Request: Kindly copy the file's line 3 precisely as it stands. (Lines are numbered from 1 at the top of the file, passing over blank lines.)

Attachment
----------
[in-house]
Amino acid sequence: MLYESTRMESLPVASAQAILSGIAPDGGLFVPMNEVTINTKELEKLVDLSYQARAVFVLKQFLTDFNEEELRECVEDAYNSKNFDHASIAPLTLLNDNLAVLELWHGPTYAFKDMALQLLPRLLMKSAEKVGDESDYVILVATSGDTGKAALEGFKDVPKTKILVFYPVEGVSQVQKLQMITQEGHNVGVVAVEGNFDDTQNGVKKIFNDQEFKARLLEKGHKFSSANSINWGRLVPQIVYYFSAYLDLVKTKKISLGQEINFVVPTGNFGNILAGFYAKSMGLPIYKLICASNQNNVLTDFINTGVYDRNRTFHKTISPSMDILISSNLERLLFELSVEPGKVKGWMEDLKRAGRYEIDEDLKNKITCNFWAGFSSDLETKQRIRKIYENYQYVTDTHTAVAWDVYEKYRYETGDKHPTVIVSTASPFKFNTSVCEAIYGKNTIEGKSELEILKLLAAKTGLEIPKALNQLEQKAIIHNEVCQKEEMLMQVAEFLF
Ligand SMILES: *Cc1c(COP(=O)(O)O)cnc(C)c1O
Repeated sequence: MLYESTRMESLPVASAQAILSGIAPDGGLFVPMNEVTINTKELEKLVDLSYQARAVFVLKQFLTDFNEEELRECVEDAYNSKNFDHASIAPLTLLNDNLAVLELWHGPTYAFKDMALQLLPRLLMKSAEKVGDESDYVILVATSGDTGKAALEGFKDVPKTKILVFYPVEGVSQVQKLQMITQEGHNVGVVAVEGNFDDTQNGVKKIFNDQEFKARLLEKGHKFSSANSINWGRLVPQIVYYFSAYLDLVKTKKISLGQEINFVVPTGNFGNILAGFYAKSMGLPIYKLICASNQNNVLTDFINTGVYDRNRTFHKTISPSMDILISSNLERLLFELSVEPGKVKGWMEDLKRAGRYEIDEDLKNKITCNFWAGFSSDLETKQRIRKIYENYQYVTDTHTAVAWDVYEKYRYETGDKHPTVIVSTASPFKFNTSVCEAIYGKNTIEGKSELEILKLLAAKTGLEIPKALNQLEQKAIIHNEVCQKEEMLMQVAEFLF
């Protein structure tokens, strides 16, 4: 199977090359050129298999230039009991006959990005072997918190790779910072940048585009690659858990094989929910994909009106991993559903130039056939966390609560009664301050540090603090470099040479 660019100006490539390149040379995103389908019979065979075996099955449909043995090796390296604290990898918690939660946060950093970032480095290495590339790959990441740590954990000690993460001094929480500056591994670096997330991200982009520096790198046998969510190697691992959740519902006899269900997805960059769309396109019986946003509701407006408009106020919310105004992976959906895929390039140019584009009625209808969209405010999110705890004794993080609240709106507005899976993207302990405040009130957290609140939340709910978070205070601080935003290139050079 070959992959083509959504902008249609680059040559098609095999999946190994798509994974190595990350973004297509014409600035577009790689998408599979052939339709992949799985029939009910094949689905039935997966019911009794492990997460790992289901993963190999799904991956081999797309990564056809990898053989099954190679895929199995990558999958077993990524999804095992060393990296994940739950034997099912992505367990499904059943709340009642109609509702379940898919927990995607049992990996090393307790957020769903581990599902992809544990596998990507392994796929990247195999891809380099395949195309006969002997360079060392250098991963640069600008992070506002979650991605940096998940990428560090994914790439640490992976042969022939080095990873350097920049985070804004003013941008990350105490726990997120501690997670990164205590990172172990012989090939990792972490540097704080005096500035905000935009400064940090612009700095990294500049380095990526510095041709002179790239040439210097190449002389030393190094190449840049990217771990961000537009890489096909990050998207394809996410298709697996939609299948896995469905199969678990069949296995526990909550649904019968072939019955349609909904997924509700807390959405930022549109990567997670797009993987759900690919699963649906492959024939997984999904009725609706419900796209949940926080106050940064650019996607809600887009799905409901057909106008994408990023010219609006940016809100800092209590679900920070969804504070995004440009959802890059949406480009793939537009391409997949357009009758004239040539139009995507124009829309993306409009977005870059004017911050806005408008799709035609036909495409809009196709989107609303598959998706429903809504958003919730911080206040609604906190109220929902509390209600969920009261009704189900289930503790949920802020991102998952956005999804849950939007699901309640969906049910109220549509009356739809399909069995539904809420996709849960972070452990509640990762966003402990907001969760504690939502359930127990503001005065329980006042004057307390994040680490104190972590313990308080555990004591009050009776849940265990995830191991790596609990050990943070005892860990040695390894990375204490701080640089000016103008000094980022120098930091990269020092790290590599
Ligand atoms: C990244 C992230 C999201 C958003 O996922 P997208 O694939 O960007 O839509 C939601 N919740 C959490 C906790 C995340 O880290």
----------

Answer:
Ligand SMILES: *Cc1c(COP(=O)(O)O)cnc(C)c1O